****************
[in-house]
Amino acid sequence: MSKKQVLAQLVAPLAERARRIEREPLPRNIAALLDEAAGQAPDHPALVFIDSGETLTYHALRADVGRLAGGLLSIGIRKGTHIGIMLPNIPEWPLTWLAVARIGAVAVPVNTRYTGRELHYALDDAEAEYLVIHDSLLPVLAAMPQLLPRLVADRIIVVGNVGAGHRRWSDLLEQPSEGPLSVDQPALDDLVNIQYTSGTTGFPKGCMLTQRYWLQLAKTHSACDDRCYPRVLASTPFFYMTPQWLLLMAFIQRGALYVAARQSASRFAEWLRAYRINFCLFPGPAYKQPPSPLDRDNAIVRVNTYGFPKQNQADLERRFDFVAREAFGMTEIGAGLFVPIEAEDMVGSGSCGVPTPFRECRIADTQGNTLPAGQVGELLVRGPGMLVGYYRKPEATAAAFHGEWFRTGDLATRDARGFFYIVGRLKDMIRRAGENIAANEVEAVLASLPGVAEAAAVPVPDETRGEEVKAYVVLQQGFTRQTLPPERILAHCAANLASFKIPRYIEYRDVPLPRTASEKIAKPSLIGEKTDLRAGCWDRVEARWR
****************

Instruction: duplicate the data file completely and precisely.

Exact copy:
[in-house]
Amino acid sequence: MSKKQVLAQLVAPLAERARRIEREPLPRNIAALLDEAAGQAPDHPALVFIDSGETLTYHALRADVGRLAGGLLSIGIRKGTHIGIMLPNIPEWPLTWLAVARIGAVAVPVNTRYTGRELHYALDDAEAEYLVIHDSLLPVLAAMPQLLPRLVADRIIVVGNVGAGHRRWSDLLEQPSEGPLSVDQPALDDLVNIQYTSGTTGFPKGCMLTQRYWLQLAKTHSACDDRCYPRVLASTPFFYMTPQWLLLMAFIQRGALYVAARQSASRFAEWLRAYRINFCLFPGPAYKQPPSPLDRDNAIVRVNTYGFPKQNQADLERRFDFVAREAFGMTEIGAGLFVPIEAEDMVGSGSCGVPTPFRECRIADTQGNTLPAGQVGELLVRGPGMLVGYYRKPEATAAAFHGEWFRTGDLATRDARGFFYIVGRLKDMIRRAGENIAANEVEAVLASLPGVAEAAAVPVPDETRGEEVKAYVVLQQGFTRQTLPPERILAHCAANLASFKIPRYIEYRDVPLPRTASEKIAKPSLIGEKTDLRAGCWDRVEARWR